Since Nissl brought it up, I guess I'll post "Crusader Rabbit".
"Crusader" has the distinct honor of being the first cartoon made exclusively for television. Production began in 1948-49, but it didn't debut on television until August 1, 1950, on a Los Angeles TV station. Ultimately it was syndicated to over 200 stations. It was supposed to be shown on a network, but NBC decided to syndicate it to their affiliates instead.
It was created and produced by Jay Ward and Alex Anderson through their Television Arts Productions studio in Berkeley, California. Since neither men had experience in television at the time they signed with TV executive Jerry Fairbanks to represent them. The cartoons were produced with extremely low budget. There were barely any animation, relying instead on the voice tracks and beautifully drawn stills to tell the story.
Voices were Lucille Bliss as Crusader (she would later voice Smurfette and the teacher in "Invader Zim"), Vern Louden as Rags Tiger, and Roy Whaley as the narrator.
Things got a bit ugly, however. Ward and Alexander fought suit against Fairbanks over who owns the rights to the show. As it turns out Fairbanks sold it to an executive named Shull Bonsall. He owned an animation studio called TV Spots and decided to produce new episodes of "Crusader" in color through it. Bonsall intimidated Ward and Anderson into selling their studio to him, and any and all rights to the Rabbit.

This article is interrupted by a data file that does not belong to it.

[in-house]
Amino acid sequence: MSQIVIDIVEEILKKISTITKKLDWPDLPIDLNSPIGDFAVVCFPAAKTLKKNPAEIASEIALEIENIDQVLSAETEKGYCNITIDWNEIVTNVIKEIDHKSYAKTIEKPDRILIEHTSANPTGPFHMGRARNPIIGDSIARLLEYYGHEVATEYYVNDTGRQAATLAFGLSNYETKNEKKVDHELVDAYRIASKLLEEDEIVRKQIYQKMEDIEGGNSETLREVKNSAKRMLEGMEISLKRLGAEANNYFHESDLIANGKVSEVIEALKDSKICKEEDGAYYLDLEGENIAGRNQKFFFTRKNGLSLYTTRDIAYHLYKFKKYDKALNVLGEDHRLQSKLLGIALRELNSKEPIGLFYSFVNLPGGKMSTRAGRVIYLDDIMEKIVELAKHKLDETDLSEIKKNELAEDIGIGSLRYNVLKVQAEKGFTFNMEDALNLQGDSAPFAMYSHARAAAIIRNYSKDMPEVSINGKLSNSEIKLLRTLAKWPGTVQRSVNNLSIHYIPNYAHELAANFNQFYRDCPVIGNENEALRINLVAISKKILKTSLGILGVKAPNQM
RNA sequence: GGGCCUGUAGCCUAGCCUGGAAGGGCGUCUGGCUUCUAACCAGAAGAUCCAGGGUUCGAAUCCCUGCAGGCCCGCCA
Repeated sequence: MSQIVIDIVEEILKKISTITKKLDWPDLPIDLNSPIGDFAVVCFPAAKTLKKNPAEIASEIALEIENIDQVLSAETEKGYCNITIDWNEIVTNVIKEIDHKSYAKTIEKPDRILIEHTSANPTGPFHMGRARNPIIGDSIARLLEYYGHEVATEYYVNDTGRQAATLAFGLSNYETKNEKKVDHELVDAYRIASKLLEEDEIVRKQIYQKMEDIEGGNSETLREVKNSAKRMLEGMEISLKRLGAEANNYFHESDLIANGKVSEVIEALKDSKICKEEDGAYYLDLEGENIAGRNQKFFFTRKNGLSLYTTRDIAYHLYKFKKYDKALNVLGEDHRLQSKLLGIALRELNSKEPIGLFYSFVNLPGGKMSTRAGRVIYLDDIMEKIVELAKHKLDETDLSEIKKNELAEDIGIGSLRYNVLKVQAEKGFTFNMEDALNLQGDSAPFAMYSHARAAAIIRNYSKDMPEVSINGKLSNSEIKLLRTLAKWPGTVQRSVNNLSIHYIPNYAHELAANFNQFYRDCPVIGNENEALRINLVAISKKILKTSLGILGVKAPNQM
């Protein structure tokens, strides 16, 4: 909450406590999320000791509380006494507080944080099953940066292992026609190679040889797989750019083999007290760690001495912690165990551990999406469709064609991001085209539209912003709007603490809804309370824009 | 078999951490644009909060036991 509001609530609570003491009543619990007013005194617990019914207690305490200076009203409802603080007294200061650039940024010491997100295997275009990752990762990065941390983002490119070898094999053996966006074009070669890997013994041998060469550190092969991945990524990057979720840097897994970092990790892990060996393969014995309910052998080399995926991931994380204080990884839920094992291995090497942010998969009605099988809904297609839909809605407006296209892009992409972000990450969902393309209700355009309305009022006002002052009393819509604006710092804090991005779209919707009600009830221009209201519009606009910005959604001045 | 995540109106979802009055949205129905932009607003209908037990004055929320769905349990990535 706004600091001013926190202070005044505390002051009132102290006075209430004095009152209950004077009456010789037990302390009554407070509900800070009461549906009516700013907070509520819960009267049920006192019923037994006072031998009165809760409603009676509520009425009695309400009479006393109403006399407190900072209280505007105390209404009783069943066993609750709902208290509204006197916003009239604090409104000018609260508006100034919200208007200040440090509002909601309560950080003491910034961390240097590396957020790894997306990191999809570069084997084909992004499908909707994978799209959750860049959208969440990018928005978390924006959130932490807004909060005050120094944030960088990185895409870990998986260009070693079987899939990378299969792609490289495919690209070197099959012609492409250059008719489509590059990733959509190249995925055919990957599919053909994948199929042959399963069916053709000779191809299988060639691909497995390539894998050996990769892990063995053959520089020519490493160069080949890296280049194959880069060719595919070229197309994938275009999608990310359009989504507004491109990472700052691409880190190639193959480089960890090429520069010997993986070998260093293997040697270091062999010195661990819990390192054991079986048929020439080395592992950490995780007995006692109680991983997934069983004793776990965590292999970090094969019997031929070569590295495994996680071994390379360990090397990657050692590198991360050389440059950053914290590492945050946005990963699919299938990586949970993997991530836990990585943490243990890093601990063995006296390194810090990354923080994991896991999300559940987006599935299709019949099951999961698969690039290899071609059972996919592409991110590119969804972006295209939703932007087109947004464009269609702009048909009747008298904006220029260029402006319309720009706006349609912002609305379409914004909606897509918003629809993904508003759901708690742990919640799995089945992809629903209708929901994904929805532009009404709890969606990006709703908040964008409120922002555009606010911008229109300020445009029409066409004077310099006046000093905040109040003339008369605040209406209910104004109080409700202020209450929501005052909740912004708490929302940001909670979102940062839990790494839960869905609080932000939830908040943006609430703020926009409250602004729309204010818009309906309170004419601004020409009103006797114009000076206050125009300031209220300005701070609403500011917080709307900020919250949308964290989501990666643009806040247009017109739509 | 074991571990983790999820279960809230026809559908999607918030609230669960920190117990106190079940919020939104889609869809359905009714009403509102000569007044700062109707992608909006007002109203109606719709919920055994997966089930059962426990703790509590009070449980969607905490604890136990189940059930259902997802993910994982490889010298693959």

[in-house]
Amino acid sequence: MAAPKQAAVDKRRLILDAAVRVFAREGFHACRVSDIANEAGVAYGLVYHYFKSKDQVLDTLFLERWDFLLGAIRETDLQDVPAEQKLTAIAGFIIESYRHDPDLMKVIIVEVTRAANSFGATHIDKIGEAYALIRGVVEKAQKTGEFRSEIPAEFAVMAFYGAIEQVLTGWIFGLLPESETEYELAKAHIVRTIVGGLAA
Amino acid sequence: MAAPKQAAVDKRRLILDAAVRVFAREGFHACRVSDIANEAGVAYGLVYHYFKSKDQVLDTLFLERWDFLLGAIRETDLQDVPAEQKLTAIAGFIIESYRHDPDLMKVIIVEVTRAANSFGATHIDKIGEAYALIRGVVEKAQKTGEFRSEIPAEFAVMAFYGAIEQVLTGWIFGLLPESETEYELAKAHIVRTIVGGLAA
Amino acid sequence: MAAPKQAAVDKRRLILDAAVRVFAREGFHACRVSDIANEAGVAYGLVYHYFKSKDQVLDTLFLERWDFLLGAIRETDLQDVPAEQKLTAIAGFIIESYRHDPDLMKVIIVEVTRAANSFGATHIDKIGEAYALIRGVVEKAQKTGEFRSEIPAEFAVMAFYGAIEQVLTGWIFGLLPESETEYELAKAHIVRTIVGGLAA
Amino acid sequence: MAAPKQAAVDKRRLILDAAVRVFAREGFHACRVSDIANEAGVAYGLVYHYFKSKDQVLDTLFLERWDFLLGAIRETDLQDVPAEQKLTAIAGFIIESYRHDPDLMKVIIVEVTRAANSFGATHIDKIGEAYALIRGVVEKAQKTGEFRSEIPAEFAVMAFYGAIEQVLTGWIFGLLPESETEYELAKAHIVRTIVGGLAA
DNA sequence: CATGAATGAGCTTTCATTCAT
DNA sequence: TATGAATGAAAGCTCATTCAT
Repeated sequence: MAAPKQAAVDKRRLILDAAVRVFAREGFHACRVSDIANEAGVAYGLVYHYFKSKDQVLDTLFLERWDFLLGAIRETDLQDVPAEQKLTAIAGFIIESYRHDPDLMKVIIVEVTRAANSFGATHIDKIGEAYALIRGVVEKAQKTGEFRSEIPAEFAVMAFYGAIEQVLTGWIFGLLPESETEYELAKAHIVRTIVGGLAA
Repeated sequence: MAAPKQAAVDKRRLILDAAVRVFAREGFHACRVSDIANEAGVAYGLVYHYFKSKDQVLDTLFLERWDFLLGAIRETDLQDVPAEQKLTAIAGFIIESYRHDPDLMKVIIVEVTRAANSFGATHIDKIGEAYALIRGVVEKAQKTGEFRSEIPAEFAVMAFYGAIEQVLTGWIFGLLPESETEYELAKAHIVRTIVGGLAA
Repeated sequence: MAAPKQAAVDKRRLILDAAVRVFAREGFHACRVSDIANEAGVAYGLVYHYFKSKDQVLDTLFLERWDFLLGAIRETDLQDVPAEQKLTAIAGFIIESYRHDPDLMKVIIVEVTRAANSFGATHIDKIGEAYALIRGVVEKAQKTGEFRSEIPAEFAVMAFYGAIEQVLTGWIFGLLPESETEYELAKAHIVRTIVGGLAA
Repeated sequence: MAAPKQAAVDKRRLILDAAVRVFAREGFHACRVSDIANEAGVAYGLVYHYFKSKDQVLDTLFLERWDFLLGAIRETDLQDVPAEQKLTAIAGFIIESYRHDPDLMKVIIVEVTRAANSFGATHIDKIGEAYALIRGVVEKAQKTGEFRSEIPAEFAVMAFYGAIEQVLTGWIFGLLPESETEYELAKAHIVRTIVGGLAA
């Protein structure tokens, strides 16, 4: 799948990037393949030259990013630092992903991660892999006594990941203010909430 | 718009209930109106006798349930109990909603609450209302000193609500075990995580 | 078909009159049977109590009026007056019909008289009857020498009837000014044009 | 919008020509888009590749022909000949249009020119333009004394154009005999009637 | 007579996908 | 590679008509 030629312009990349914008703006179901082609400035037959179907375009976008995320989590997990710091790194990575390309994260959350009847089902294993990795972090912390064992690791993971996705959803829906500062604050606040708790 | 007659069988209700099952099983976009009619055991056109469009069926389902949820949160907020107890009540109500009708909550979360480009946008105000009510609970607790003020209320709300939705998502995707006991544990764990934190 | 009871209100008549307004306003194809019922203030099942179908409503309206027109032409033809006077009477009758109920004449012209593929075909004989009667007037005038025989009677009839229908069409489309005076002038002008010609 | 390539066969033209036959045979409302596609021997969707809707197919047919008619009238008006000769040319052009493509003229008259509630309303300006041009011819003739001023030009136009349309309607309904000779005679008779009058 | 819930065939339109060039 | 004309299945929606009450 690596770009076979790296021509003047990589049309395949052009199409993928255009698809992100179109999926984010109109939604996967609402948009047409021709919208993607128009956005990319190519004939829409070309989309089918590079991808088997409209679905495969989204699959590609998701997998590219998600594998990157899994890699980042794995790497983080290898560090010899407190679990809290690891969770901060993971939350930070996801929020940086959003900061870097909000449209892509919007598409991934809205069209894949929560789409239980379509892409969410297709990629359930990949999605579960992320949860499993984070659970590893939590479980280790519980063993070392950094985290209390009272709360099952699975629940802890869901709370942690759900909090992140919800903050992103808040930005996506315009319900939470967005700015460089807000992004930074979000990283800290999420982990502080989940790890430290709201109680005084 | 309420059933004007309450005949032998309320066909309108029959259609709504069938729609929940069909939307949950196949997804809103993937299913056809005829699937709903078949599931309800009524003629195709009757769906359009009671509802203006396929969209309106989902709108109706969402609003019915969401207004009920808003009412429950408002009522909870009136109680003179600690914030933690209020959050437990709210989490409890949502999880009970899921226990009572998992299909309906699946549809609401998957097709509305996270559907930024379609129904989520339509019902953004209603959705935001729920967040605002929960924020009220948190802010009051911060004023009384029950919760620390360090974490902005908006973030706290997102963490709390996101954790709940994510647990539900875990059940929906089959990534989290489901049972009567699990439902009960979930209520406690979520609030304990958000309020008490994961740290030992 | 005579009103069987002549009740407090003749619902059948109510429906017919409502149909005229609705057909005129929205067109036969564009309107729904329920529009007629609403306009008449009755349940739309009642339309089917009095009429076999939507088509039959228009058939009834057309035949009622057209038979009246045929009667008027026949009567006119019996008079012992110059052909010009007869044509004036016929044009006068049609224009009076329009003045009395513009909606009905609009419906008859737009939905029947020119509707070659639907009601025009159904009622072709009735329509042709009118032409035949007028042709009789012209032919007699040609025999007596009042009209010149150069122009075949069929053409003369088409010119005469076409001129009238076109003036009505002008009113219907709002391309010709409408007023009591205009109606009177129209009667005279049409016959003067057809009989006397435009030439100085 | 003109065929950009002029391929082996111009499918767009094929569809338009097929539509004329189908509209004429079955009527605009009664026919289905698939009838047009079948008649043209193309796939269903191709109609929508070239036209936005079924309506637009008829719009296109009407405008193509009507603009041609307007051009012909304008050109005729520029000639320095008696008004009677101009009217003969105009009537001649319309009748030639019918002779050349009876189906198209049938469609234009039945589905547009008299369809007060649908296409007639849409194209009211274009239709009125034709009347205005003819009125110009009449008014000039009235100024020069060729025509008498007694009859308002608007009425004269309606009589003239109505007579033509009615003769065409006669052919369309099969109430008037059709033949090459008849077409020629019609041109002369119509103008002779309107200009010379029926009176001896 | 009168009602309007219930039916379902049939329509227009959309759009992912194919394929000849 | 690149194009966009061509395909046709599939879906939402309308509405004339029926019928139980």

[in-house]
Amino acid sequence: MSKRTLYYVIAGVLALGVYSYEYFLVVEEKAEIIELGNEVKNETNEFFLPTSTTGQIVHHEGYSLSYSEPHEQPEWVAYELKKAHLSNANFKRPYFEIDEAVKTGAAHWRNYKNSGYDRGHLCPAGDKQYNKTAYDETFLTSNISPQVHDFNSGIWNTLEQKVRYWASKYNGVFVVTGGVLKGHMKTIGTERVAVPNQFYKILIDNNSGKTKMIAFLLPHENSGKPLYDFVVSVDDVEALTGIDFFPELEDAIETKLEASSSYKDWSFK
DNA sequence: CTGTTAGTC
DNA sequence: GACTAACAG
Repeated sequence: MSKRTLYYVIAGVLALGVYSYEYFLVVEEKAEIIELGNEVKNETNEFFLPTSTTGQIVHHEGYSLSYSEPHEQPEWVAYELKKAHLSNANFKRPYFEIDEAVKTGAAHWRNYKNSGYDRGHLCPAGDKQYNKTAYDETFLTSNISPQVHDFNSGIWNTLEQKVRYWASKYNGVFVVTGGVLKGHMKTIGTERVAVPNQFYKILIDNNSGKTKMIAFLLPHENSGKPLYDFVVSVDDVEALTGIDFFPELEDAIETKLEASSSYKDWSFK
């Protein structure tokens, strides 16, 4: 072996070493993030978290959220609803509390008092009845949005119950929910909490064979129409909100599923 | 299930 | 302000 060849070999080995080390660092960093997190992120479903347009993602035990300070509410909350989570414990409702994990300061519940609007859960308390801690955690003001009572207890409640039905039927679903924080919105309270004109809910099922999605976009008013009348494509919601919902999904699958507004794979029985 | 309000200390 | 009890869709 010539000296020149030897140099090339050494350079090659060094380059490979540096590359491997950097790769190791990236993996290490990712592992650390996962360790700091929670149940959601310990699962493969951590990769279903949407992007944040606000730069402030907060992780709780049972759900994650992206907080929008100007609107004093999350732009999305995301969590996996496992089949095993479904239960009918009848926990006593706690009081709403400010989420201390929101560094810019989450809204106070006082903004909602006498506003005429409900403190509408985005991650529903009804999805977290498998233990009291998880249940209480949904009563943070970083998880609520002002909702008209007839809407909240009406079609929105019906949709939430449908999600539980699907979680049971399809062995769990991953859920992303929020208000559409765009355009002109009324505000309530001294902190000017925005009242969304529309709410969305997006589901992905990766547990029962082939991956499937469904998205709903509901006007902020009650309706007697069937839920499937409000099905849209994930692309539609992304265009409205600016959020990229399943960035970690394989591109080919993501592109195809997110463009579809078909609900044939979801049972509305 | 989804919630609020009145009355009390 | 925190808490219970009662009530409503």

Thus the color episodes were made in 1957. All the voices stayed except Lucille Bliss, who was replaced by GeGe Pearson. Here's the sad story of what Bonsall did to Lucille Bliss's career
Alex Anderson decided he had enough of animation and went to work in advertising; he died in 2010 at the age of 90. Jay Ward, however, decided not to give up and sold a little show called "Rocky and Bullwinkle"; the rest is history.
Here are some samples1950 SERIES
Produced by Television Arts Production
195 episodes (10 storylines serialized into cliffhangers)1957 SERIES
Produced by Capitol Enterprises and TV Spots
260 episodes (13 storylines serialized into cliffhangers; it was later re-edited into 13 one-hour "movies" for TV)